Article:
Beryllium copper (BeCu), also known as copper beryllium, beryllium bronzeand spring copper, is a copper alloy with 0.5—3% beryllium and sometimes with other alloying elements. Beryllium copper combines high strength with non-magnetic and non-sparking qualities. It has excellent metalworking, forming and machining qualities. It has many specialized applications in tools for hazardous environments, musical instruments, precision measurement devices, bullets, and aerospace. Beryllium-containing alloys create an inhalation hazard during manufacturing due to their toxic properties.
Beryllium copper is a ductile, weldable, and machinable alloy. It is resistant to non-oxidizing acids (for example, hydrochloric acid, or carbonic acid), to plastic decomposition products, to abrasive wear and to galling. Furthermore, it can be heat-treated to improve its strength, durability, and electrical conductivity. Beryllium copper attains the highest strength (to 1,400 MPa (200,000 psi)) of any copper-based alloy.
Alloy 25 beryllium copper (C17200 & C17300) is an age-hardening alloy which attains the highest strength of any copper base alloy. It may be age hardened after forming into springs, intricate forms or complex shapes. It has superb spring properties, corrosion resistance and stability as well as good conductivity and low creep.
Tempered beryllium copper is Alloy 25 (C17200 & C17300) that has been age hardened and cold drawn. No further heat treatment is necessary except for a possible light stress relief. It is sufficiently ductile to wind on its own diameter and can be formed into springs and most shapes. Tempered wire is most useful where the properties of beryllium copper are desired, but age hardening of finished parts is not practical.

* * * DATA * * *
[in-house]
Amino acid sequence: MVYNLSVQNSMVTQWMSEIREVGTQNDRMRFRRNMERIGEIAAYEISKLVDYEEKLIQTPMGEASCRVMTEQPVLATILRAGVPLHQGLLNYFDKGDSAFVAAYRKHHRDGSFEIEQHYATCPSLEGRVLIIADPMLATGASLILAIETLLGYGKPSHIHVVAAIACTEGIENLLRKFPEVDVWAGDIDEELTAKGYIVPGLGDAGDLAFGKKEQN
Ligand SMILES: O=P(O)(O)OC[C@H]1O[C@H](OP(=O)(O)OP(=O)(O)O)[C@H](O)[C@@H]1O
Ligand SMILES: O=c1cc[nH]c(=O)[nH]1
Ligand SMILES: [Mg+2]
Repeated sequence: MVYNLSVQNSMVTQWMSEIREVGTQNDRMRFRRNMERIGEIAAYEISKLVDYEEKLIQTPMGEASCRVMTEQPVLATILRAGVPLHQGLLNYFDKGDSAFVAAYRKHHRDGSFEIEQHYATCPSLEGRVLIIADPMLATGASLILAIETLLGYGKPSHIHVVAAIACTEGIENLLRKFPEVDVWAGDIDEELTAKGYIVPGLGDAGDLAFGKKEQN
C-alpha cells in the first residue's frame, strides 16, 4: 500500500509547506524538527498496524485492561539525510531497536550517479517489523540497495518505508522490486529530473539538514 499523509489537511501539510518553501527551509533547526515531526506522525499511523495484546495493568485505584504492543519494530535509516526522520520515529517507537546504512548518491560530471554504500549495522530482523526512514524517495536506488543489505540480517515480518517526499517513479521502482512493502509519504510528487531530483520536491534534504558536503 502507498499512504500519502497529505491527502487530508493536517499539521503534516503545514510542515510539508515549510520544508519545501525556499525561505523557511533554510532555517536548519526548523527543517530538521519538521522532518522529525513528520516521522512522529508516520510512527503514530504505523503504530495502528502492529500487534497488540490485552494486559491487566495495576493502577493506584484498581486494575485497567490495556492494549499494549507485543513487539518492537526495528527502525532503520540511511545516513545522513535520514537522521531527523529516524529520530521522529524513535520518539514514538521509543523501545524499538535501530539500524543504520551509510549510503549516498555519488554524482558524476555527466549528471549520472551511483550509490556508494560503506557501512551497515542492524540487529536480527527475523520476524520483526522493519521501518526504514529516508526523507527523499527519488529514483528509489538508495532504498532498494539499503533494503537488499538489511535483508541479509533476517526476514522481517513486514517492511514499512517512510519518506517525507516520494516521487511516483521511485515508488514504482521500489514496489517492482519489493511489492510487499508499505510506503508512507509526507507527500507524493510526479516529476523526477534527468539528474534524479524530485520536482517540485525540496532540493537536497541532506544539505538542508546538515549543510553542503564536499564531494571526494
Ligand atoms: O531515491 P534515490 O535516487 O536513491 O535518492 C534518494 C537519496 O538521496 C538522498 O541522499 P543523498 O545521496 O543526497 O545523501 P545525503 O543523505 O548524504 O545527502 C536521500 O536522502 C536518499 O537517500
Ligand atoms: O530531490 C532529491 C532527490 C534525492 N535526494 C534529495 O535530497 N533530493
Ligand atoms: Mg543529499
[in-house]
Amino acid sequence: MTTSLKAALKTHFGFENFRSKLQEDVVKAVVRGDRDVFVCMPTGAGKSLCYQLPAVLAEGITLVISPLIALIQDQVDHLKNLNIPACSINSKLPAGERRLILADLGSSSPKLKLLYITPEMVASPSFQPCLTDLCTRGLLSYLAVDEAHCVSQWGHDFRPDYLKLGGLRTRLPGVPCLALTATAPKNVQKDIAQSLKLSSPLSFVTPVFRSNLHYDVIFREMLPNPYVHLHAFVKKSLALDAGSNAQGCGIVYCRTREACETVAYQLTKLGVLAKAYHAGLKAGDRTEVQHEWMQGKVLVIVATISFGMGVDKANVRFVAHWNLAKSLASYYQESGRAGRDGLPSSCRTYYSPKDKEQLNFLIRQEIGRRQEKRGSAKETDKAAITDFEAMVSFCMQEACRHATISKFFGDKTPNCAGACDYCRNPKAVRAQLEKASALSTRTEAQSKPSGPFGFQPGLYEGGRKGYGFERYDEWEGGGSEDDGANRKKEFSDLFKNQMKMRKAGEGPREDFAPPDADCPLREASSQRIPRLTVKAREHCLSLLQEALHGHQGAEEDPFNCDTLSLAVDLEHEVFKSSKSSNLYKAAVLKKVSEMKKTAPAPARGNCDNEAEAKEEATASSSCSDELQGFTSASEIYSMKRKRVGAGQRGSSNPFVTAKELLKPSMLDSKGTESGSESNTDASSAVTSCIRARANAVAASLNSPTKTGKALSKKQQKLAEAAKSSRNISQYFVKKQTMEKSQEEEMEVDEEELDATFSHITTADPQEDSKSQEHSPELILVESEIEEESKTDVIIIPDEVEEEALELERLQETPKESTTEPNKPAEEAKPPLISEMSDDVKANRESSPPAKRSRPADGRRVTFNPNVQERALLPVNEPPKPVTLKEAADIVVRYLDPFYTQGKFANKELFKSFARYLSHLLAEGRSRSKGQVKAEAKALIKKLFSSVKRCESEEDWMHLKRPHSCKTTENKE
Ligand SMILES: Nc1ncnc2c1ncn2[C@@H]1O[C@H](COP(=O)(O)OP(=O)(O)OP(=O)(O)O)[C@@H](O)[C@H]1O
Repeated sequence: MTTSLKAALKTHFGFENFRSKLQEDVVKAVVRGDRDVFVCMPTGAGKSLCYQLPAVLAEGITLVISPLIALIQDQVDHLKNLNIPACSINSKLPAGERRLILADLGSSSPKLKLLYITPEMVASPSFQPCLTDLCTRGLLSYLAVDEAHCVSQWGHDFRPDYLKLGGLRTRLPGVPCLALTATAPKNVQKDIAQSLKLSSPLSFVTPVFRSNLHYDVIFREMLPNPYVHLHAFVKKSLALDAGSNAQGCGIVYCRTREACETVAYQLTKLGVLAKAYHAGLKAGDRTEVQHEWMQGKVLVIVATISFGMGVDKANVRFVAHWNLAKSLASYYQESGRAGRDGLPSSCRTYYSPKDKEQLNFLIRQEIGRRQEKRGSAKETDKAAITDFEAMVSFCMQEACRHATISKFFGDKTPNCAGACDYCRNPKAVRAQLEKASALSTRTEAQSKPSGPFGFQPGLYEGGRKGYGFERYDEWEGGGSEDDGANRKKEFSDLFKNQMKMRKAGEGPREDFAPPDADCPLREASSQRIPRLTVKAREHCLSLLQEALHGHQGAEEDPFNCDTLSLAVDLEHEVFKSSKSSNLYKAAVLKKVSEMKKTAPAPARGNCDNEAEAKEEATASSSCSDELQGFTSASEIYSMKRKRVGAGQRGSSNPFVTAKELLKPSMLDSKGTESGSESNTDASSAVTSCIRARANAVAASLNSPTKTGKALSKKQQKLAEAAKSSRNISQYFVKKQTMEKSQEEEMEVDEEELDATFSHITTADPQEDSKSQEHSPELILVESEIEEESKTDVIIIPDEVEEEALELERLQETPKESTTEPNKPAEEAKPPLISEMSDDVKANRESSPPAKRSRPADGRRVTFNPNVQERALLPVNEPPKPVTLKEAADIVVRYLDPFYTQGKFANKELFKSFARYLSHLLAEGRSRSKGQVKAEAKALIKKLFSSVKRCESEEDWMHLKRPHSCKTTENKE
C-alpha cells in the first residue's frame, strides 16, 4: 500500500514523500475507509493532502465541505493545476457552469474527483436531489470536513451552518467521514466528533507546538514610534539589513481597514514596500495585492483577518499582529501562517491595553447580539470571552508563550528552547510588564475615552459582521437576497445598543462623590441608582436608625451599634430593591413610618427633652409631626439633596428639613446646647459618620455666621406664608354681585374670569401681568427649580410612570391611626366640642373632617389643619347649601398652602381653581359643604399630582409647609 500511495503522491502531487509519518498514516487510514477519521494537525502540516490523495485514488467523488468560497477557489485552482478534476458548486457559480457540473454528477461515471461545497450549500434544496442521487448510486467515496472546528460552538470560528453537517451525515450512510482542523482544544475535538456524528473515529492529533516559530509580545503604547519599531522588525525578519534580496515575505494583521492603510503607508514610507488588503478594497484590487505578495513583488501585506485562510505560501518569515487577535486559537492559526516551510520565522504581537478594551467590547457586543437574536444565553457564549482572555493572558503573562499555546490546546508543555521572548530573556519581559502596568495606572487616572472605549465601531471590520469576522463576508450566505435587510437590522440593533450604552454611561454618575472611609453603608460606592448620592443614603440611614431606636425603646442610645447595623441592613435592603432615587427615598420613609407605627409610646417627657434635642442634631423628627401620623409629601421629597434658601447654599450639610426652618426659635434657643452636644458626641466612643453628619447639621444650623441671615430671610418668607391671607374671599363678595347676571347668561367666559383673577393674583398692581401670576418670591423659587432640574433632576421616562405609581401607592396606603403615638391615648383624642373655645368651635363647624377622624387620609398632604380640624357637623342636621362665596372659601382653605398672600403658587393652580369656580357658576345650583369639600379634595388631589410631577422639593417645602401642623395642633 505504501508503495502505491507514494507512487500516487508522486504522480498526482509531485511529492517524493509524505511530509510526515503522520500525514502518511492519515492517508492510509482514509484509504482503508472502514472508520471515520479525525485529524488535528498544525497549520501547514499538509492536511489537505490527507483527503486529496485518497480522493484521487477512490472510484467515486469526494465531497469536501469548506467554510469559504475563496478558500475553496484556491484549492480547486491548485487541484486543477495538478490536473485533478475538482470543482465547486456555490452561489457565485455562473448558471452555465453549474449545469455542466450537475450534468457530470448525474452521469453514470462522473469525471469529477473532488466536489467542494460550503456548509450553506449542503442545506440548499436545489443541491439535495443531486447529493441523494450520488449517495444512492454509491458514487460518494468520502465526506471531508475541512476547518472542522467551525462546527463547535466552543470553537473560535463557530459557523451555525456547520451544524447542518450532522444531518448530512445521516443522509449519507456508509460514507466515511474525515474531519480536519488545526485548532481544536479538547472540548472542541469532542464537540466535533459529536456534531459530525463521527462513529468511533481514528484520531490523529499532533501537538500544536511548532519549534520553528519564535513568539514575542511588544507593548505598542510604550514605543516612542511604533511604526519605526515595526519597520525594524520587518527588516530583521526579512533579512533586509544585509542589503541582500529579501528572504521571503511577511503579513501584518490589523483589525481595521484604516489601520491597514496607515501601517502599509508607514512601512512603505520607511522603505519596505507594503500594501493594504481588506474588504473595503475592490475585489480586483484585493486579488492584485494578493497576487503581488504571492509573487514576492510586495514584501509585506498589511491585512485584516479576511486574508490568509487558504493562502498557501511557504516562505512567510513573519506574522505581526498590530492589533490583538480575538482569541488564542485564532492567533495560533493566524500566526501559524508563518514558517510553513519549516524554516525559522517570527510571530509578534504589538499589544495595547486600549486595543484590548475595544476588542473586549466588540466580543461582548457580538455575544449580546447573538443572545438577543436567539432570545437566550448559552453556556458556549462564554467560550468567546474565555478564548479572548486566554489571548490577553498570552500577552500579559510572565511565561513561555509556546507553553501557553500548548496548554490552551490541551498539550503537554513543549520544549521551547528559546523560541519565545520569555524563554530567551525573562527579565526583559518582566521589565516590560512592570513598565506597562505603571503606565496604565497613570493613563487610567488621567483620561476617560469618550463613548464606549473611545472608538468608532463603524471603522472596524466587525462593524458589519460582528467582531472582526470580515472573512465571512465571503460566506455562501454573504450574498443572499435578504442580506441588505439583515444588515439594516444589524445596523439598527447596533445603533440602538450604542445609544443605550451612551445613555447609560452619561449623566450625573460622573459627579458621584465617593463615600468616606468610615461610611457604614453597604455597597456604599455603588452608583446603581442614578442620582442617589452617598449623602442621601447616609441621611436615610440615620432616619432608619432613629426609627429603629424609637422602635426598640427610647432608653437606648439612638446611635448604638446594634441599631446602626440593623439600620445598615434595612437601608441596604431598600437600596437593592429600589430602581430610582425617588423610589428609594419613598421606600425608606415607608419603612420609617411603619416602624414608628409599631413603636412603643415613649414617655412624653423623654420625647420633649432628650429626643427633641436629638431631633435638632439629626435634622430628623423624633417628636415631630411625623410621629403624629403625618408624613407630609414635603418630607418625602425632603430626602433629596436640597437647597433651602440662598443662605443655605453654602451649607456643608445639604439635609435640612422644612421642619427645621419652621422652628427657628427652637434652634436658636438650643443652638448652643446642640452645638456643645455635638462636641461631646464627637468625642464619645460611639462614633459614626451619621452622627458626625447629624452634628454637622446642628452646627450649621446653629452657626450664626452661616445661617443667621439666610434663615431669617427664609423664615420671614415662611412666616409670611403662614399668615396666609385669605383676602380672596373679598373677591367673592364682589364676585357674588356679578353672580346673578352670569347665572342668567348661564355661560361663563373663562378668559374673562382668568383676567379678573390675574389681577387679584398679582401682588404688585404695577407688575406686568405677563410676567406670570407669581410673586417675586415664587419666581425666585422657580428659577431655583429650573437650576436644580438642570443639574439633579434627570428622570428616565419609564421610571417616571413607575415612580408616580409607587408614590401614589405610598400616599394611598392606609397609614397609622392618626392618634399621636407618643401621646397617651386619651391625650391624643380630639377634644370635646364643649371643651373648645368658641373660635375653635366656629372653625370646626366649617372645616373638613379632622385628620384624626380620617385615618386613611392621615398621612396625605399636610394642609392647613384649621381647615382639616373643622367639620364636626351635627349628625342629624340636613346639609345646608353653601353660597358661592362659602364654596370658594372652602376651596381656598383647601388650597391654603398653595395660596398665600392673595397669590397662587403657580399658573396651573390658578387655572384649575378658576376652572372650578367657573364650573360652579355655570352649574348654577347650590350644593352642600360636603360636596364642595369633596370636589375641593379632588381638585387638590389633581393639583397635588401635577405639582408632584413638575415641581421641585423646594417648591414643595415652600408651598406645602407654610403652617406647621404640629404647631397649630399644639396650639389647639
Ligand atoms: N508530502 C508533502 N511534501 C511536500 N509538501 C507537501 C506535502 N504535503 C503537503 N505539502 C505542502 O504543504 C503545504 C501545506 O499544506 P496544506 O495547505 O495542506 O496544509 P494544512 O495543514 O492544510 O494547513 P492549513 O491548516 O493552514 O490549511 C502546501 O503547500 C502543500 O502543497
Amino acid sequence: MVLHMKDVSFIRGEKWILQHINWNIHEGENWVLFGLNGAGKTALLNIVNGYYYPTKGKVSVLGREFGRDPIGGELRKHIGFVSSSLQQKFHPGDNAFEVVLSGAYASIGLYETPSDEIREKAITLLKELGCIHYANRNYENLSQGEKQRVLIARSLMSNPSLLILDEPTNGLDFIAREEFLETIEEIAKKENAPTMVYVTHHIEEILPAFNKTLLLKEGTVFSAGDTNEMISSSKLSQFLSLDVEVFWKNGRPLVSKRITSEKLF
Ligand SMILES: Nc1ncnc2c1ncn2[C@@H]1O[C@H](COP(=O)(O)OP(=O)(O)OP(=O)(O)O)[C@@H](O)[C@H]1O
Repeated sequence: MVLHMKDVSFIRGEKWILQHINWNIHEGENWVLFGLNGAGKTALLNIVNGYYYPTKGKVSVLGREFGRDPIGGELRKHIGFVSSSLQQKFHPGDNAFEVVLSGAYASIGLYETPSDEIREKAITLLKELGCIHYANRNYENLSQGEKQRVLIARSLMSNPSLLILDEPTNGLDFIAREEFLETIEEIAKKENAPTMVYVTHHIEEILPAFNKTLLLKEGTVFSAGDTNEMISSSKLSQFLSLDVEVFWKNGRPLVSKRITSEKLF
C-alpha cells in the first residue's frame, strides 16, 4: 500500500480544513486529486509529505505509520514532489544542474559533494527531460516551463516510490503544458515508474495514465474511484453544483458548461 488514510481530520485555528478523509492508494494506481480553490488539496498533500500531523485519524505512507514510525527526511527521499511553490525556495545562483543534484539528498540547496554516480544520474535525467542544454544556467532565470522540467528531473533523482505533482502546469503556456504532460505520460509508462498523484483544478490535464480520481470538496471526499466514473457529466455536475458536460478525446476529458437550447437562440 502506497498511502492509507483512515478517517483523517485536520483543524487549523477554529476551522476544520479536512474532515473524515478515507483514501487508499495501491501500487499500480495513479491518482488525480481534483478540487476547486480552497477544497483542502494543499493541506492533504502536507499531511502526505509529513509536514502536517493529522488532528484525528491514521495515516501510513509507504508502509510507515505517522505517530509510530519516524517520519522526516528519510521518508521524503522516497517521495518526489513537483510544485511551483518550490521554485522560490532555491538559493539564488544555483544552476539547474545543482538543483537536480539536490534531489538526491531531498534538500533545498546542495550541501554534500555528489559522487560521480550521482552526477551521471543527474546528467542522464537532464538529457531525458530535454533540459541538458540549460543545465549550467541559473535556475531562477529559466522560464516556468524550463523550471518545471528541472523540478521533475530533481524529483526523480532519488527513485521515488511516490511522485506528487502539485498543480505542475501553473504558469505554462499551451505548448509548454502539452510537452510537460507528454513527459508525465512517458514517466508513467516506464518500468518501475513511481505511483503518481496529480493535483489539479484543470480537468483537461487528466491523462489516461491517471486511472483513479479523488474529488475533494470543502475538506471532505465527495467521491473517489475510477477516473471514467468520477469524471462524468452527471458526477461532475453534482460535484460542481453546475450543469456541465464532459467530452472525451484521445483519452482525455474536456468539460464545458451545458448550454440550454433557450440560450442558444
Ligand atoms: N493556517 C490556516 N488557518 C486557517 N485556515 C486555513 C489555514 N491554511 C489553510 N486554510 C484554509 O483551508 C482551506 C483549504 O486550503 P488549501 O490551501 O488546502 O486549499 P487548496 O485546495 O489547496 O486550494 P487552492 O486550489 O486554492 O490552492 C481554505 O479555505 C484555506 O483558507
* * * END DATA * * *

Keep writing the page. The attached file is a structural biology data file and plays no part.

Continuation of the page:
Alloys 3 (C17510) and 10 (C17500) beryllium copper are age-hardenable and provide excellent electrical conductivity in combination with good physical properties and endurance strength. Provided in either the age-hardenable condition or as tempered ware, they are used in springs and wire forms which are electrical conductors, or where retention of properties at elevated temperatures is important.
High strength beryllium copper alloys contain up to 2.7% of beryllium (cast), or 1.6-2% of beryllium with about 0.3% cobalt (wrought). The high mechanical strength is achieved by precipitation hardening or age hardening. The thermal conductivity of these alloys lies between steels and aluminium. The cast alloys are frequently used as material for injection molds. The wrought alloys are designated by UNS as C17200 to C17400, the cast alloys are C82000 to C82800. The hardening process requires rapid cooling of the annealed metal, resulting in a solid state solution of beryllium in copper, which is then kept at 200-460 °C for at least an hour, facilitating precipitation of metastable beryllidecrystals in the copper matrix. Overaging is avoided, as an equilibrium phase forms that depletes the beryllide crystals and reduces the strength enhancement. The beryllides are similar in both cast and wrought alloys.
High conductivity beryllium copper alloys contain up to 0.7% beryllium, together with some nickel and cobalt. Their thermal conductivity is better than of aluminium, only a bit less than pure copper. They are usually used as electric contacts in connectors